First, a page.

OTTAWA—Progressive Conservative leader Tim Hudak threw a juicy bone to Ontario voters this week, promising to phase in a 10 per cent cut to personal income taxes after a Tory government balances the budget in 2016.
It’s the latest pledge in what he’s called a plan to help create a million jobs over eight years, which includes slashing corporate taxes by 30 per cent, cutting 100,000 public sector jobs, slowing the growth of energy rates and killing Ontario’s $12.5-billion deficit a year ahead of what the incumbent Liberals have promised.
More than half of those million jobs would be created anyway if the province maintained the status quo of the last decade, the Tories acknowledged.
But Hudak said he can create half a million more with his proposed reforms.
It won’t be easy, but the province needs to make difficult decisions to improve its economy, he said in a lunch speech in Ottawa.
“There’s no doubt this is the central economic issue of our time,” he said. “But in reality it’s about so much more than just economics. It’s about people.”
The party released more details about its plan this week, including how many jobs it believes will be created with each step.
The biggest area for job growth would be allowing more apprentices in skilled trades so young people can get jobs working as plumbers or electricians.
The PCs estimate it would create 170,240 jobs over eight years.
Instead of giving grants to businesses, the party would lower corporate taxes to eight per cent from the current 11.5 per cent, which would create almost 120,000 jobs over the same period.
As for the personal income tax cut, the Tories say it would be phased in over four years, starting in 2018.
But it could happen sooner with more money, party officials said.
They estimate it would add 47,080 jobs by boosting real household after-tax income, which would increase consumer spending.
But one of the dangers of making a jobs promise is that politicians are banking on many things they can’t control, said Mike Moffat, an economist and professor at the Ivey School of Business in London, Ont.
“If Hudak gets into power and then the next eight years the global economy rebounds and everything goes well, he may very well hit the million jobs even though really, it didn’t necessarily have anything to do with him,” he said.
“And similarly, Hudak could have all the best policies in the world, but if we go through another global recession, Ontario’s not hitting a million jobs no matter what he does.”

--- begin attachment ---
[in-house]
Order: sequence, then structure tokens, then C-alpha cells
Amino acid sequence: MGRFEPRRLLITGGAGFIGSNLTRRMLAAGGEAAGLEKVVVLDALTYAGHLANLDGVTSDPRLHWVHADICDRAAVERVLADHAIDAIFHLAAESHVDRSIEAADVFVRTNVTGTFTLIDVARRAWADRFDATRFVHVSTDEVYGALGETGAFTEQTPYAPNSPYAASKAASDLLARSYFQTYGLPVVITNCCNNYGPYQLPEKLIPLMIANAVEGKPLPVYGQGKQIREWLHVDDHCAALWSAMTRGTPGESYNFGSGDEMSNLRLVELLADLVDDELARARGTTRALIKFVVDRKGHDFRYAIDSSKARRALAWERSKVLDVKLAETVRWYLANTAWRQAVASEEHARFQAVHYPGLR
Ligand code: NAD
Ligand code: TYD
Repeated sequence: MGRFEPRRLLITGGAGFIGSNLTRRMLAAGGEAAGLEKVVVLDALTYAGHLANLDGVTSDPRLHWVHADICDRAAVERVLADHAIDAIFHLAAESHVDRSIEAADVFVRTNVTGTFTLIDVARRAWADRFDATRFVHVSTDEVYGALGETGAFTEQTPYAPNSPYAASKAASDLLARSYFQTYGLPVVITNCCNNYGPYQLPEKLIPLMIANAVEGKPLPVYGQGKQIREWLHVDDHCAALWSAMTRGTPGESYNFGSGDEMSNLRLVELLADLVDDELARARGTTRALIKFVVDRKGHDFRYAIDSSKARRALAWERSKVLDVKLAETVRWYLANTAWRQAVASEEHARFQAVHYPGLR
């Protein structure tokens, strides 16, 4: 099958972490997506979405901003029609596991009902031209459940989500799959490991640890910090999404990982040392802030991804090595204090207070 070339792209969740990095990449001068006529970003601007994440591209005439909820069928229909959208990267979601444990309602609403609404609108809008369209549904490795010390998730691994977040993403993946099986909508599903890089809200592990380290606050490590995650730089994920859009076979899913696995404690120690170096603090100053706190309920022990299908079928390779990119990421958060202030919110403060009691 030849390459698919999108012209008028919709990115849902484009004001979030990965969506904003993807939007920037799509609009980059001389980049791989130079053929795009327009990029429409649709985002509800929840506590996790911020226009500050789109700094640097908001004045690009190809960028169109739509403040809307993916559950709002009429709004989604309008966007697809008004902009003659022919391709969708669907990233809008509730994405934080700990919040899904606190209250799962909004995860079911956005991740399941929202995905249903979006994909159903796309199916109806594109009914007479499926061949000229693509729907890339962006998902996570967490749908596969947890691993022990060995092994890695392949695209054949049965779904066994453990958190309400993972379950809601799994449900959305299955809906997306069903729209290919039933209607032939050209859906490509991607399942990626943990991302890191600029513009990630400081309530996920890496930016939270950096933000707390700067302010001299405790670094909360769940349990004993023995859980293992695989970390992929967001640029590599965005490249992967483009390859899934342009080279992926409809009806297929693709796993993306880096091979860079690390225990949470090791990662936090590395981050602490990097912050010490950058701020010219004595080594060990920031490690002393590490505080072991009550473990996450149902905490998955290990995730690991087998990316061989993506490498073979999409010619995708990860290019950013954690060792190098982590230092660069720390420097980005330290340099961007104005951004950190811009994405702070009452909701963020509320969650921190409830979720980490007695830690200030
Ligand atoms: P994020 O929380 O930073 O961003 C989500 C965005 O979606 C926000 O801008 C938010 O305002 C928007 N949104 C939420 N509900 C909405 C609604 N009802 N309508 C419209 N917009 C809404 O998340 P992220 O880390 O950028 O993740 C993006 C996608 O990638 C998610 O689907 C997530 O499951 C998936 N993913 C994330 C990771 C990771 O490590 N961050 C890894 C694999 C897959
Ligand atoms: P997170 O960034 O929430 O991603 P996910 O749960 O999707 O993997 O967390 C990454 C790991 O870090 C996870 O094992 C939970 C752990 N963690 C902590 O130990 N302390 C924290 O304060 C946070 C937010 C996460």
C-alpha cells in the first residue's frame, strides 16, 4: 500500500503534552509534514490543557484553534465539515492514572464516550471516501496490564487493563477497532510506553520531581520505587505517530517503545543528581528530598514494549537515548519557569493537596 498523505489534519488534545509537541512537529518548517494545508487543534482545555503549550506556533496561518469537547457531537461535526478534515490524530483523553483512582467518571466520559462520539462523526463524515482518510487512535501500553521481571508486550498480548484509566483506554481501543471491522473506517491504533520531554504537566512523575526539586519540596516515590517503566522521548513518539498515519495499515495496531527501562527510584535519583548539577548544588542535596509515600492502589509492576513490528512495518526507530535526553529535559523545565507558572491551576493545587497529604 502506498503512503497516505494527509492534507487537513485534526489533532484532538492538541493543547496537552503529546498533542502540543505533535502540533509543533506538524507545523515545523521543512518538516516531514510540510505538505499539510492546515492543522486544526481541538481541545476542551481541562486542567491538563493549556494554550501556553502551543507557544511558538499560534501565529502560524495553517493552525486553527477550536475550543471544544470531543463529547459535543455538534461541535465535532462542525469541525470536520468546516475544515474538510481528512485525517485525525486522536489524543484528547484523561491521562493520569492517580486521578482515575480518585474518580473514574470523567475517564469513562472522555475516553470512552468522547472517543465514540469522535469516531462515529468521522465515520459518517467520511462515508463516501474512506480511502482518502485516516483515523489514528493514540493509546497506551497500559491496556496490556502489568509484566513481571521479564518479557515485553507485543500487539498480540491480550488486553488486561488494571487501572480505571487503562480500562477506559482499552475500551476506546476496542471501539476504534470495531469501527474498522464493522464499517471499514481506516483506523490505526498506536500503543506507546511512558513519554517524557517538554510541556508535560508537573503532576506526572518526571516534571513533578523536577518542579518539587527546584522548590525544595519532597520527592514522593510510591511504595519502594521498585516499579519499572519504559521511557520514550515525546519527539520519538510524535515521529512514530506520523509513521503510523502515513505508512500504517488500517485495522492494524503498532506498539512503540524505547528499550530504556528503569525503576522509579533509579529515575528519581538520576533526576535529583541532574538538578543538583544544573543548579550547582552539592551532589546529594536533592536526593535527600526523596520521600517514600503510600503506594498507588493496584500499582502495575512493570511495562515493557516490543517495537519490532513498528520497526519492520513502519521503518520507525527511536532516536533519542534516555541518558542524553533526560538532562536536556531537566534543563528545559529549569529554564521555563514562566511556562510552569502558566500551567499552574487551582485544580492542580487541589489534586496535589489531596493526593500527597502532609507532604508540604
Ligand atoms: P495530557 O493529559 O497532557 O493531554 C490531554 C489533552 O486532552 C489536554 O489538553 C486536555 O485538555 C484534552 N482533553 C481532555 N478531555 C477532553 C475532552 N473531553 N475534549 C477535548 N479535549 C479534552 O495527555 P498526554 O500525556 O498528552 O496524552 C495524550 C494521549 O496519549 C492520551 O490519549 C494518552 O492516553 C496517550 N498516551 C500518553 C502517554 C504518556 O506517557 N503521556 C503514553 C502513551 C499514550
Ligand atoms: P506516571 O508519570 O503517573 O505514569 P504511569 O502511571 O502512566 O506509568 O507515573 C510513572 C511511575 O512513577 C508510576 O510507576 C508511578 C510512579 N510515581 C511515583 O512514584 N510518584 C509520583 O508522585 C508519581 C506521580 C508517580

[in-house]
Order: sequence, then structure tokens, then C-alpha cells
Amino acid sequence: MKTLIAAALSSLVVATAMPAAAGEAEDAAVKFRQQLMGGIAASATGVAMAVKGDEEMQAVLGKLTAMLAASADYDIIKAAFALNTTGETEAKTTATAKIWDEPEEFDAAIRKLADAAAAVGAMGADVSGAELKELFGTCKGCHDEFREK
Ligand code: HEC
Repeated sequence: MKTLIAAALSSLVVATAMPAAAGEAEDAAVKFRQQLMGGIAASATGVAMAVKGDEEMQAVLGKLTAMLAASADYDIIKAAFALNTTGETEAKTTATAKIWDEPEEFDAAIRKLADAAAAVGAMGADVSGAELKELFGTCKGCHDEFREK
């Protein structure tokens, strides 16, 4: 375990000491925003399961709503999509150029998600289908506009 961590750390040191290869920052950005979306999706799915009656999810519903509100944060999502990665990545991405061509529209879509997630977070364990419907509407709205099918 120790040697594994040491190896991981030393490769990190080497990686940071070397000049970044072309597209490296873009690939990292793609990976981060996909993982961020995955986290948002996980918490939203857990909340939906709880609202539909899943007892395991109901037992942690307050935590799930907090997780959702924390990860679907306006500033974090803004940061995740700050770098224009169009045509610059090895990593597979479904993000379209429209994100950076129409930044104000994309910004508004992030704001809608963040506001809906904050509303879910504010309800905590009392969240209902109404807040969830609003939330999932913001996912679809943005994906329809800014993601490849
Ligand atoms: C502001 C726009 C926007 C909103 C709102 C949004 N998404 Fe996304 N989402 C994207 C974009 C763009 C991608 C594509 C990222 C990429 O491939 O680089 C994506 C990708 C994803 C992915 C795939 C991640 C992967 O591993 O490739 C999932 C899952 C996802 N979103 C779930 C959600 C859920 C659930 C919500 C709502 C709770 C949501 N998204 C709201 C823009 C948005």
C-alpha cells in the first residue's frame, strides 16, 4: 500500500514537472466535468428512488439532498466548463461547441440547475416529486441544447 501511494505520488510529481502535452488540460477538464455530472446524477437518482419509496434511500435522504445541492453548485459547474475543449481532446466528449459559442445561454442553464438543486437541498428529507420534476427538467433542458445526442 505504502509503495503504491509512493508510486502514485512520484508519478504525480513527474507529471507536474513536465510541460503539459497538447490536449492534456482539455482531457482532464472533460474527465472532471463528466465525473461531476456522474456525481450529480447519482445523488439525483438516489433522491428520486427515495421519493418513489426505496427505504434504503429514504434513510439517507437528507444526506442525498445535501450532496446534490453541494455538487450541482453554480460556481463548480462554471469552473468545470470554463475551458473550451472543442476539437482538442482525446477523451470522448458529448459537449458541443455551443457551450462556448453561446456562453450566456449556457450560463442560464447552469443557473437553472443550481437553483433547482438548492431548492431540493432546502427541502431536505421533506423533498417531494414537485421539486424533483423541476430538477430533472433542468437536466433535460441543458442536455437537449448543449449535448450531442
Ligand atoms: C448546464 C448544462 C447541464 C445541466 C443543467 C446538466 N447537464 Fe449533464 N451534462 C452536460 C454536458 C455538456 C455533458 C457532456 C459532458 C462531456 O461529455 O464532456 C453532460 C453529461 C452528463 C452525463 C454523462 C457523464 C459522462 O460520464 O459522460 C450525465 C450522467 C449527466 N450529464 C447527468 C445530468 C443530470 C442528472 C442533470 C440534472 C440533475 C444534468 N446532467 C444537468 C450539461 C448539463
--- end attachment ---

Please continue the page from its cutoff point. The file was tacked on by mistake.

Hudak said he isn’t counting the same jobs multiple times, such as an apprentice who works for a company that’s attracted by lower taxes and slower growth in energy rates.
Moffat said he’s impressed with the Tories for being transparent by providing documents to show how they reached their numbers.
They’re reasonable estimates, he said, but he’s questioning some of the figures.
The Tories say they’ll cut 100,000 public sector jobs over four years without affecting “vital” services performed by nurses, doctors and police.
Then they’ll keep the public sector in line with population growth to over the next four years, adding 43,184 jobs.
But some of the 523,200 jobs that will be created anyway will likely include some in the public sector, Moffat said.
He’s also skeptical about the apprenticeship numbers.
“Absolutely they can create more apprentices—there’s no question there,” he said. “The question is whether or not all those people can eventually get hired. I have some doubts there.”
The Tories say their plan also involves taking over Toronto commuter rail including subways, expanding free trade with British Columbia, Alberta and Saskatchewan, and encouraging development of the mineral-rich Ring of Fire in northern Ontario.
Hudak wouldn’t say whether he’d use taxpayer dollars to build a much-needed transportation route to the area, but called it a “classic example of a public-private partnership.”
Premier Kathleen Wynne has attacked Hudak over his plan to cut 100,000 public sector jobs, saying his “cut first, ask questions later” plan risks plunging Ontario back into recession.
“I believe our priority in Ontario must be to maintain our recovery,” Wynne said in Toronto. “The recession squeezed us hard. We can’t go back.”